Aspirin has long been used in the prevention of recurrent disease in people with symptomatic coronary artery disease and cerebrovascular disease and has been recommended in those with peripheral artery disease (PAD). But evidence to support its use in people with PAD hasn't been established. In a metaanalysis to investigate this, the authors identified 18 trials (N = 5,269) of patients with PAD who were randomized to aspirin treatment or placebo or a control group, and which included data on mortality, myocardial infarction, stroke, and major bleeding.
The results show that aspirin therapy alone or in combination with dipyridamole did not significantly reduce cardiovascular events in patients with PAD, however it did reduce the risk of nonfatal stroke. The authors suggest that these findings could be related to an underrepresentation of patients with PAD in clinical trials.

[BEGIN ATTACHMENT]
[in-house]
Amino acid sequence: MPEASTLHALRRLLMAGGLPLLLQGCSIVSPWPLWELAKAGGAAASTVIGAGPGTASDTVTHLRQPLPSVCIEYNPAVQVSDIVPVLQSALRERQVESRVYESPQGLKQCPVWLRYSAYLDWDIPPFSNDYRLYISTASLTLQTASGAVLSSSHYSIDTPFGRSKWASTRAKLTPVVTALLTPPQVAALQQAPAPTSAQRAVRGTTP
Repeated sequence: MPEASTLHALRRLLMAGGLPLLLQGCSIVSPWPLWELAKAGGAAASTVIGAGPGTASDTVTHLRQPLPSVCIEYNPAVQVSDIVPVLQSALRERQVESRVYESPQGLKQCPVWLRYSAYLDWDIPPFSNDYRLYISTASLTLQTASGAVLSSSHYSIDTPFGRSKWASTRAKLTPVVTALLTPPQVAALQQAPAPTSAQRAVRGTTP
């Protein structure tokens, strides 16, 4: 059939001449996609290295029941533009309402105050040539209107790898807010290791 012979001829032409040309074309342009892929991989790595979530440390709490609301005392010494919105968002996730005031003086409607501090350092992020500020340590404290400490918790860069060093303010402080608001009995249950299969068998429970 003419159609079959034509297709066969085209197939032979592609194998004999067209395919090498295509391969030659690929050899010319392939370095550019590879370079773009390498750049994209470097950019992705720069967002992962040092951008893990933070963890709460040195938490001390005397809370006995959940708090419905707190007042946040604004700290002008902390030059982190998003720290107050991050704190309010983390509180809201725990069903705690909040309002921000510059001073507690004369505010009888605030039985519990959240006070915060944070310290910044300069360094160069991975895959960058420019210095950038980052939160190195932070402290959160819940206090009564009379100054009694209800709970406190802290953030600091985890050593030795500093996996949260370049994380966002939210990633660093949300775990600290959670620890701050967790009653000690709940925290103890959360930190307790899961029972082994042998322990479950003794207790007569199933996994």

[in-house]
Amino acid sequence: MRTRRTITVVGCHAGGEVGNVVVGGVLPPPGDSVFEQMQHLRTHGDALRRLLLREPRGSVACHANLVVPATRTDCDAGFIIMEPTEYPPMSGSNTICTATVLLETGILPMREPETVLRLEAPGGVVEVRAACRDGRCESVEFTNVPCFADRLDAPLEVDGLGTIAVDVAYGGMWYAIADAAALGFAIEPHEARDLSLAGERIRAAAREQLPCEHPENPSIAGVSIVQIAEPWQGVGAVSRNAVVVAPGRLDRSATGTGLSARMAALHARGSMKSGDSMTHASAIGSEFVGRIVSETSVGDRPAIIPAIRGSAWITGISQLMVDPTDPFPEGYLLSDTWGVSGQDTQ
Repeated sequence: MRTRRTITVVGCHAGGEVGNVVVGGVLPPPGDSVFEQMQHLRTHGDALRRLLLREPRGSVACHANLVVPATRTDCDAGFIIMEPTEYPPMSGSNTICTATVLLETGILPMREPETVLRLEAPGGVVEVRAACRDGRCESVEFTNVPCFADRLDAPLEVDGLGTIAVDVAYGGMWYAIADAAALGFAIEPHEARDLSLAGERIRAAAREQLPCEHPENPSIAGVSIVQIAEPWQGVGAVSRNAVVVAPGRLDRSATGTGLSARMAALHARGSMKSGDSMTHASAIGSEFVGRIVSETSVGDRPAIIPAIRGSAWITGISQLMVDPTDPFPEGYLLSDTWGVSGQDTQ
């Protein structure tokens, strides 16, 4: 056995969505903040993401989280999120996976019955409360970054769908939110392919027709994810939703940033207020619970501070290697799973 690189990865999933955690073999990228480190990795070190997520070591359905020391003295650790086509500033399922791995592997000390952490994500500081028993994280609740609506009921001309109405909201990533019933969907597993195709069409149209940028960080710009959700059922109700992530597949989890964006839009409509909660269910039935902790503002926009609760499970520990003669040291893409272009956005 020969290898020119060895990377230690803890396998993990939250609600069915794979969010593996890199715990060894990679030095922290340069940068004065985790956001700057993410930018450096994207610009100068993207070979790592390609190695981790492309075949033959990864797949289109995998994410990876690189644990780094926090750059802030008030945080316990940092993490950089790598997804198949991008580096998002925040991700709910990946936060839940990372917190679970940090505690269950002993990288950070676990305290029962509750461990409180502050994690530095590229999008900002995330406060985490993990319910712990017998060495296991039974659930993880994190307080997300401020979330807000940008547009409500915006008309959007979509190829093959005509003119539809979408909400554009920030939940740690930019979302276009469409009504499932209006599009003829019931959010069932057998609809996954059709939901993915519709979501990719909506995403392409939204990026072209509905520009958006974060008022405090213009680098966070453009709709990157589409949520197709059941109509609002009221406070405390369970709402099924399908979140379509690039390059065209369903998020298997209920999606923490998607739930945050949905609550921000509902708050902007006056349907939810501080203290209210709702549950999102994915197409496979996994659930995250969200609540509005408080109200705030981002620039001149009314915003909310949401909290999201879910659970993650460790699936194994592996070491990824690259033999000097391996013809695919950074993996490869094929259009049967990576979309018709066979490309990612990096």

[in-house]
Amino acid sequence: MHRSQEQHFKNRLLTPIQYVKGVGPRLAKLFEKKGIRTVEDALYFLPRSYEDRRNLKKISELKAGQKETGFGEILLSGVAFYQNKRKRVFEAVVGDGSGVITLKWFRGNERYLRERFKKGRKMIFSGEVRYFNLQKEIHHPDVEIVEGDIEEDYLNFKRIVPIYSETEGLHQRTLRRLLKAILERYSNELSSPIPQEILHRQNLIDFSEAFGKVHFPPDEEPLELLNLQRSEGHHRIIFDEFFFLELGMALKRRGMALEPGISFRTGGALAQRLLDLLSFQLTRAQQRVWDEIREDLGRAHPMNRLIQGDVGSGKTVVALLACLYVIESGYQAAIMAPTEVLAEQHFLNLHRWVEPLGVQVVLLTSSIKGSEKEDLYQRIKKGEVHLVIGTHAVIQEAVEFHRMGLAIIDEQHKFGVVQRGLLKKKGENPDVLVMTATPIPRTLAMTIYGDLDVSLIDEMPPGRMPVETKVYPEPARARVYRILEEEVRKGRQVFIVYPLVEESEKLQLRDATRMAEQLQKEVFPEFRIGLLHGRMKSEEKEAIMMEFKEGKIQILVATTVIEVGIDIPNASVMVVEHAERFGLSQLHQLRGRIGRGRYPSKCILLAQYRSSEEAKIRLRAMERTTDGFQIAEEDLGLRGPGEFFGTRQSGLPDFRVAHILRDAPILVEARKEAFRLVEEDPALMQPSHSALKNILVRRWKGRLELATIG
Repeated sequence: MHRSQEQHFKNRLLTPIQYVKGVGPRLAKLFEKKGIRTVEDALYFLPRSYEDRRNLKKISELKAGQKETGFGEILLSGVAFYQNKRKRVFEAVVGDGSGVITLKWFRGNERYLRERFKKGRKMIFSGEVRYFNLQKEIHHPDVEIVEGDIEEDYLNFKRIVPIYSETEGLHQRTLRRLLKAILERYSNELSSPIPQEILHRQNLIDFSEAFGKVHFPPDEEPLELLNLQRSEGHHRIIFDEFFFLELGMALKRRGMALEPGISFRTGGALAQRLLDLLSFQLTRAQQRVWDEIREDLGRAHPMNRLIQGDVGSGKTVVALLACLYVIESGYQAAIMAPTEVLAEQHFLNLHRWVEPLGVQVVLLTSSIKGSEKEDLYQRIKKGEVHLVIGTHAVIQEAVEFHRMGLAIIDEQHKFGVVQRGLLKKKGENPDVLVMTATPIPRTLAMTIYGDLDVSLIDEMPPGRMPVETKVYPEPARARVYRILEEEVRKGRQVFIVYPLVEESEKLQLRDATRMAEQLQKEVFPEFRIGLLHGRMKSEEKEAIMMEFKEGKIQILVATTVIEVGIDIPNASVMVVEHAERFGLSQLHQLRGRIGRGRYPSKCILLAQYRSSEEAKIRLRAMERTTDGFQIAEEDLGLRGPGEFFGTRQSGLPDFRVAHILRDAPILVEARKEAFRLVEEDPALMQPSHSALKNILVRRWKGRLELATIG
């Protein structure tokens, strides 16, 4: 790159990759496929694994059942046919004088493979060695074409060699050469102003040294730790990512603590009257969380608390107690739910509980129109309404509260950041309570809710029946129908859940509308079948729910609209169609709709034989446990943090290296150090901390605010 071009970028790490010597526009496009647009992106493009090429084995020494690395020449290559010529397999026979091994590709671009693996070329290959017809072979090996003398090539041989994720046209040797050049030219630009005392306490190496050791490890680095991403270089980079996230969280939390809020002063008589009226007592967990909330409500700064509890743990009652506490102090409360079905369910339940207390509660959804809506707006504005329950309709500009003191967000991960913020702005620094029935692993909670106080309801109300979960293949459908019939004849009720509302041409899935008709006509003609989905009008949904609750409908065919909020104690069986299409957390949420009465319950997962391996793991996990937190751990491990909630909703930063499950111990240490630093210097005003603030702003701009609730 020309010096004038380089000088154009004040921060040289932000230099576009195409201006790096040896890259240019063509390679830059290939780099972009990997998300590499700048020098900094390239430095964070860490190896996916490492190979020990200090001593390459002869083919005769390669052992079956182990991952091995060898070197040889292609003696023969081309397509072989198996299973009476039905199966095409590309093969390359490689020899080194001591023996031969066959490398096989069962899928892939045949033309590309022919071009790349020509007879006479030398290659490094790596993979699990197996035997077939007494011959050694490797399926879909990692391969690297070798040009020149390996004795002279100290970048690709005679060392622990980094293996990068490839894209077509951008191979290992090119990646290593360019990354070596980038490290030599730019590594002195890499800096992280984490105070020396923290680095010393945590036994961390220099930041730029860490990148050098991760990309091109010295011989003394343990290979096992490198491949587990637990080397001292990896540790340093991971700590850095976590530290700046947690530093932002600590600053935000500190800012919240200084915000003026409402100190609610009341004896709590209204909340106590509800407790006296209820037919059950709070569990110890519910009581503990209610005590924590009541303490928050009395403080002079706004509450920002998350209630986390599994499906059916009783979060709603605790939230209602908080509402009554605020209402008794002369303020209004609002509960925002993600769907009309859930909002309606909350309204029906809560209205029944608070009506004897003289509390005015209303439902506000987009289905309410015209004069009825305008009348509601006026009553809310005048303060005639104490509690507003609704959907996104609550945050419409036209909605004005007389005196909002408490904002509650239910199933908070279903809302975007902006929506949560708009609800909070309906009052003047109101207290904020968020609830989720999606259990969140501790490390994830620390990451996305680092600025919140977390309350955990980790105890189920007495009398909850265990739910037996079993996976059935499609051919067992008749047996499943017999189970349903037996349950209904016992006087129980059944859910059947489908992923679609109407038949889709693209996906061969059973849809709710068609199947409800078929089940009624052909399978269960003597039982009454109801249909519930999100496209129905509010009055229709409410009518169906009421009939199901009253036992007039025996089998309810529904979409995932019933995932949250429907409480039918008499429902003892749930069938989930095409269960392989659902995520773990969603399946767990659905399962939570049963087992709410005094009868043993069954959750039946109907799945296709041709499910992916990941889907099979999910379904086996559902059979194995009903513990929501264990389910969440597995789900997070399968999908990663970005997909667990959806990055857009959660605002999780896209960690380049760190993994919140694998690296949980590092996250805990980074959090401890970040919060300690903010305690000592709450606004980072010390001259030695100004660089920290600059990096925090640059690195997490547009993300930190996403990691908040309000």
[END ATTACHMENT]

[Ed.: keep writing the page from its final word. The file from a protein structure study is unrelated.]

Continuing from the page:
The crux of the matter. The metaanalysis found a small but not significant benefit of aspirin therapy in patients with coronary artery disease and an association between aspirin therapy and a significant reduction in nonfatal stroke in patients with PAD. Until large prospective studies are undertaken, the benefits and risks of aspirin therapy can neither be confirmed nor denied in patients with PAD.